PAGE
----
Probably the most ubiquitous piece of advice offered by wine educators and wine writers to novice wine lovers is “always trust your palate”.
This is the worst piece of advice you could give anyone. Would you tell a med student or a freshman engineering student to always trust their instincts? Trusting instincts can be a good thing but only after the “instinct” has been honed to something worthy of trust.
Now granted mistakes in wine tasting don’t have the dire consequences that medical or engineering mistakes have. The worst that can happen if you’re a novice wine drinker trusting your palate is that you will learn nothing from more experienced wine drinkers. It’s your loss; no one else is put at risk. But it is a loss nevertheless.
“Always trust your palate” assumes your current preferences and abilities are fine as they are and need no improvement. It assumes there is nothing to be learned from anyone else, no wider perspective to be achieved, no patterns out there to be discovered. Whatever it is your feeble powers of discernment reveal they must be correct just because they’re yours. That’s not only dumb; it’s arrogant.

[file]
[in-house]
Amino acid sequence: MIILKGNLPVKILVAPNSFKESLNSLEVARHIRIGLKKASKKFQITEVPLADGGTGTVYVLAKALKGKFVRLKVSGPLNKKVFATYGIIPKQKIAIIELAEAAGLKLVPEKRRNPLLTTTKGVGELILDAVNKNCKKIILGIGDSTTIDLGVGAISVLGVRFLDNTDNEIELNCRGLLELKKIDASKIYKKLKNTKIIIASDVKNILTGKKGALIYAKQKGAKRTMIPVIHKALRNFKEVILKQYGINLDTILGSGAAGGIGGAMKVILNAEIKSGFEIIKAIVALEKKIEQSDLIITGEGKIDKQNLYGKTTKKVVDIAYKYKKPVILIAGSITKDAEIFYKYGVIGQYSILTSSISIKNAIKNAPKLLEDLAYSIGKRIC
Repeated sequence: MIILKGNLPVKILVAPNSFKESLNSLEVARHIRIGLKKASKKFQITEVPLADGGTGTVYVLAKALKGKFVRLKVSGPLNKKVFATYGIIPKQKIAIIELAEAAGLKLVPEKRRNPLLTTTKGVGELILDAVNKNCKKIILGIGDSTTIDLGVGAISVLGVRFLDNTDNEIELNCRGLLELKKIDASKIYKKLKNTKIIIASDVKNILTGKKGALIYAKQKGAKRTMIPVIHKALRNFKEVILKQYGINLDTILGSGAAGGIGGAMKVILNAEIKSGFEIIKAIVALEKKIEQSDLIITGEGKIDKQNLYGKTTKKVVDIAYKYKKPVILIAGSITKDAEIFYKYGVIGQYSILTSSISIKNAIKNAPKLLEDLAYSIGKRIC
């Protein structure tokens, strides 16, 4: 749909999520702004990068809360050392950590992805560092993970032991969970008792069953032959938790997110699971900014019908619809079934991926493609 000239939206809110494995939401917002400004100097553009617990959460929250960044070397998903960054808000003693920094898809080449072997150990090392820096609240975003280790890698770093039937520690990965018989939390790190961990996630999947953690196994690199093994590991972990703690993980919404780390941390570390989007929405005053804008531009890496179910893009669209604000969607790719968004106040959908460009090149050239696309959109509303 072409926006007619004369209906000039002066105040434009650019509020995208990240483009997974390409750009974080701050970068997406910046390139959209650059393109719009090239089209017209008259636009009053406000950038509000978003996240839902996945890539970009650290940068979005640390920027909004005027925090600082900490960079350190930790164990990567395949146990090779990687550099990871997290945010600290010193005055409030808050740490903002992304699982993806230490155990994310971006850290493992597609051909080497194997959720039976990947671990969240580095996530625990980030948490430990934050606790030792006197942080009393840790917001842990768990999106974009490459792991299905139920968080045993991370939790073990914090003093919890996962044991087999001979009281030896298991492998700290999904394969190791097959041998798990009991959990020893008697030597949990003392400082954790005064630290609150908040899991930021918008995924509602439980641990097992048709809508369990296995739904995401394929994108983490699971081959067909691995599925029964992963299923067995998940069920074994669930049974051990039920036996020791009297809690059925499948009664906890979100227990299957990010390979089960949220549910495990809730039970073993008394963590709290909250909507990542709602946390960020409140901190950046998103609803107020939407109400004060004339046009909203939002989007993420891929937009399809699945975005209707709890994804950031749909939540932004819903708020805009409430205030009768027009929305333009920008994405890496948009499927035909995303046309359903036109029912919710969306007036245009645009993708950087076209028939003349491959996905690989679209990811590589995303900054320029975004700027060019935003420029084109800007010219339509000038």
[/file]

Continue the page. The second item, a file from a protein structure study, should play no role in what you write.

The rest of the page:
None of the people giving this advice really believe it; if they did they would never have acquired the wine expertise they are so diligently preventing others from acquiring.
When I began to be fascinated by wine, my consuming thought was that others were getting so much more out of a wine than I. While others were reporting heady aromas and textures and fine distinctions between varietals, I was tasting a generic grapey flavor with all wines tasting basically the same. Had I trusted my palate I would have been forced to conclude they were hallucinating.
So do not trust your palate. Instead, assume that people with expertise might actually have something to teach you. Assume your abilities are too unformed to deserve your full trust. Recognize that the more perspectives you gain on something the better you will understand it. Trust the learning process, not your palate.